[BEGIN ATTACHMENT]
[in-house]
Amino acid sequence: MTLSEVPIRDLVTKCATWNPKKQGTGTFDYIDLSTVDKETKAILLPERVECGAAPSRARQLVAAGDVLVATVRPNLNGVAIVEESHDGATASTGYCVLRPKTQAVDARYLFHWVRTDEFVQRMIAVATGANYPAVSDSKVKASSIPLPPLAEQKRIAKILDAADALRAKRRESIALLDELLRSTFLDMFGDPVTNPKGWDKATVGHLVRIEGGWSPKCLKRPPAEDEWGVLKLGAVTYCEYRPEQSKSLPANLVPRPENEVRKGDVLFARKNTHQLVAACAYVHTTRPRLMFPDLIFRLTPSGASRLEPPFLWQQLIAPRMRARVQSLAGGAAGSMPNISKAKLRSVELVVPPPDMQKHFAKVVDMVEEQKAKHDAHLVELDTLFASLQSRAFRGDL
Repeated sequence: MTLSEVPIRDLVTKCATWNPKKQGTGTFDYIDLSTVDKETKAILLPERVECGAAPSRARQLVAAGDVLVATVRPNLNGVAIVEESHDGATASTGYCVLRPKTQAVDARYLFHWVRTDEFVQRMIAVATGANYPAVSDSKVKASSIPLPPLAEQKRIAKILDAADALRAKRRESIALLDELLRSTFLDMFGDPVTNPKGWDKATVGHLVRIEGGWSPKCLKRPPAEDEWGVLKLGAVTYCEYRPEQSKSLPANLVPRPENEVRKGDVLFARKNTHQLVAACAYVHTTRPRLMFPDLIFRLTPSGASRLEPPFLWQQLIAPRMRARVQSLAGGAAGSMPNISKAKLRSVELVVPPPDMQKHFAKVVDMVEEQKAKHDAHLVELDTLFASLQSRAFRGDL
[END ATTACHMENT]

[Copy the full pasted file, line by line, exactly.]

[in-house]
Amino acid sequence: MTLSEVPIRDLVTKCATWNPKKQGTGTFDYIDLSTVDKETKAILLPERVECGAAPSRARQLVAAGDVLVATVRPNLNGVAIVEESHDGATASTGYCVLRPKTQAVDARYLFHWVRTDEFVQRMIAVATGANYPAVSDSKVKASSIPLPPLAEQKRIAKILDAADALRAKRRESIALLDELLRSTFLDMFGDPVTNPKGWDKATVGHLVRIEGGWSPKCLKRPPAEDEWGVLKLGAVTYCEYRPEQSKSLPANLVPRPENEVRKGDVLFARKNTHQLVAACAYVHTTRPRLMFPDLIFRLTPSGASRLEPPFLWQQLIAPRMRARVQSLAGGAAGSMPNISKAKLRSVELVVPPPDMQKHFAKVVDMVEEQKAKHDAHLVELDTLFASLQSRAFRGDL
Repeated sequence: MTLSEVPIRDLVTKCATWNPKKQGTGTFDYIDLSTVDKETKAILLPERVECGAAPSRARQLVAAGDVLVATVRPNLNGVAIVEESHDGATASTGYCVLRPKTQAVDARYLFHWVRTDEFVQRMIAVATGANYPAVSDSKVKASSIPLPPLAEQKRIAKILDAADALRAKRRESIALLDELLRSTFLDMFGDPVTNPKGWDKATVGHLVRIEGGWSPKCLKRPPAEDEWGVLKLGAVTYCEYRPEQSKSLPANLVPRPENEVRKGDVLFARKNTHQLVAACAYVHTTRPRLMFPDLIFRLTPSGASRLEPPFLWQQLIAPRMRARVQSLAGGAAGSMPNISKAKLRSVELVVPPPDMQKHFAKVVDMVEEQKAKHDAHLVELDTLFASLQSRAFRGDL